Last year, I received my very first revise and resubmit letter. The editor made it clear that it was not a guarantee of an offer. They would look at my manuscript again should I decide to address the items listed. She saw potential in my story, but it needed cleaning up. Clarifying characters and their motivations, plot points and world building were at the heart of the R&R. Tighten these chapters here, explain this bit there.
So how to go about revisions without merely marking off each point like a checklist, adding a sentence here, cutting a scene (or chapter!) there that didn’t come up to snuff?
The technique that worked for me involved a couple of steps. First, I read through the letter and made sure I understood exactly what was cause for concern by the editor. If I wasn’t sure, I asked. An editor would rather explain what they mean than have you miss the point. Really. I wanted to make the story stronger, but I also wanted to make sure it was my story, so I didn’t just follow the list of revisions. I considered which ones worked “as is” and which ones could be modified. Not ignored, because if the editor noticed something enough to remark on it, I’d better find some way to explain myself if I didn’t address her comment directly.
Next, I re-read the entire manuscript and highlighted anything specifically mentioned. (Yes, that included an entire chapter!) Then I color-coded areas of general concern: world-building blue, relationship pink, plot green. That helped give a visual idea of balance as well as a quick reference when I changed something in one part of the manuscript; I knew I would need to find that same thread later and follow through.
Then the fun began. I worked on the manuscript for four weeks, sent it to my critique partners, and let it sit for another four. Let me repeat that: I let it sit for four weeks. Now, I will admit my ability to resist going back in to tweak the tweaks did not stem from iron will power. Not at all. I was out of the country for that time without my computer. Did that mean I never thought about what I’d done, or that I didn’t come up with ideas about how I might re-re-address the items of concern? Oh, heck no! I thought about it all the time. I jotted notes while on trains or during rare lulls in activity. But it was important that I not look at it. I also started writing the next story (spiral-bound notebooks and pens fit nicely in carry-on luggage and don’t need charging). That helped tremendously in keeping my writerly brain engaged but not dwelling on the one manuscript.
As soon as I could, however, I opened the file and re-read what I’d done before my trip. I gathered my crit partners’ notes. I sat at my computer, cracked my knuckles and began the next three weeks of revisions. That was more of a careful reading for consistency, ensuring the changes I’d made earlier made sense, that the plot was logical and the dialogue still flowed and reflected the action. I incorporated the little (and one or two not so little) ideas that came to me while I was supposedly not working on the manuscript, as well as those of my critique partners.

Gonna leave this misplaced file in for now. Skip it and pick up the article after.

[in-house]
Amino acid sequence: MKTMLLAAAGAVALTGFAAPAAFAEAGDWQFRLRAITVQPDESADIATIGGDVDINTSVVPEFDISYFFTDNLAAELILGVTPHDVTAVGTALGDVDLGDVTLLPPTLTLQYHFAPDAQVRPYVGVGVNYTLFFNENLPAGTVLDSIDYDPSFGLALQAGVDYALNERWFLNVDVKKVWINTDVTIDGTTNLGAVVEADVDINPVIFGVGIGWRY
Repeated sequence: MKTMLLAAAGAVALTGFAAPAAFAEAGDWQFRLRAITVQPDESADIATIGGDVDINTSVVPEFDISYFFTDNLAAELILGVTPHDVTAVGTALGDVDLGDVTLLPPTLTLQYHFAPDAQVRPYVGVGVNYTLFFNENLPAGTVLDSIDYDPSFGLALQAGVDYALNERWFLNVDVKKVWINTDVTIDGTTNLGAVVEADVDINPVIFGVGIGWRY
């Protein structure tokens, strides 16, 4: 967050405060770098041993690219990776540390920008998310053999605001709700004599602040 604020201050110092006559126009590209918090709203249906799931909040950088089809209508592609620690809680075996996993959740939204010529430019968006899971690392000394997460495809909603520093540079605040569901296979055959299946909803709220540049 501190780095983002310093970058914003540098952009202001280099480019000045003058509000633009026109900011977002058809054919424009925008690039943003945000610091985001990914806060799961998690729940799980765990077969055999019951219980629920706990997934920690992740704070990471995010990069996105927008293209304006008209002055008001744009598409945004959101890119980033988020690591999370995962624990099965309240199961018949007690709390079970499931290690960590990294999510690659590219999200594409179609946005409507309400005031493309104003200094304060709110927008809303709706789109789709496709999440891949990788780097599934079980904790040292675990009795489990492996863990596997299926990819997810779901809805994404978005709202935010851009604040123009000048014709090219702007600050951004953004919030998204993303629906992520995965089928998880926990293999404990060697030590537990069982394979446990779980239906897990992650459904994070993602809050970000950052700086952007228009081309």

All in all, I took nearly three months to get the revised manuscript back to the editor. The hardest part was waiting for the response. Had I addressed everything properly? Had I clearly explained why I did some things and not others in my cover letter? Would any of that be a deal breaker? Apparently not. After two months of nervous hand wringing, an offer was made for what would become Rulebreaker.
A revision request is not just a matter of plugging in bits and pieces here and there and sending it right back out again. It requires reviewing the entire manuscript, noting how threads might be drawn tighter or, if necessary, snipped altogether. It might mean tearing out and re-weaving elements and details without puking up an info dump that will make a reader’s eyes glaze. It is not a fast fix. It takes time, and it can be frustrating, but well worth the effort.
And remember to let the manuscript sit untouched for a while, even if that means leaving the country. Hey, after the hard work you’ve done, and in preparation for more to come (because even if your story is accepted, there will be more edits) you probably deserve a vacation!
Cathy has been a school bus driver, an office assistant for an assisted living facility, and a wildlife biology researcher. These endeavors have allowed her to parallel park large vehicles, gain insight and wisdom from her elders, and hoot for spotted owls (and get lost in the woods overnight, but that’s another story). She has lived in New York and Oregon, and now resides in Alaska with her husband, kids, pets, and the occasional black bear roaming the yard. Everything Cathy writes tends toward speculative fiction because she likes to make things up as she goes along. Her debut novel Rulebreaker, a F/F science fiction romance, is out now. Track her down on her blog, website, Facebook page, or on Twitter.
Liv Braxton's Felon Rule #1: Don't get emotionally involved.
Smash-and-grab thieving doesn't lend itself to getting chummy with the victims, and Liv hasn't met anyone on the mining colony of Nevarro worth knowing, anyway. So it's easy to follow her Rules.
Until her ex, Tonio, shows up with an invitation to join him on the job of a lifetime.
Until Zia Talbot, the woman she's supposed to deceive, turns Liv's expectations upside down in a way no woman ever has.
Until corporate secrets turn deadly.
But to make things work with Zia, Liv has to do more than break her Rules, and the stakes are higher than just a broken heart…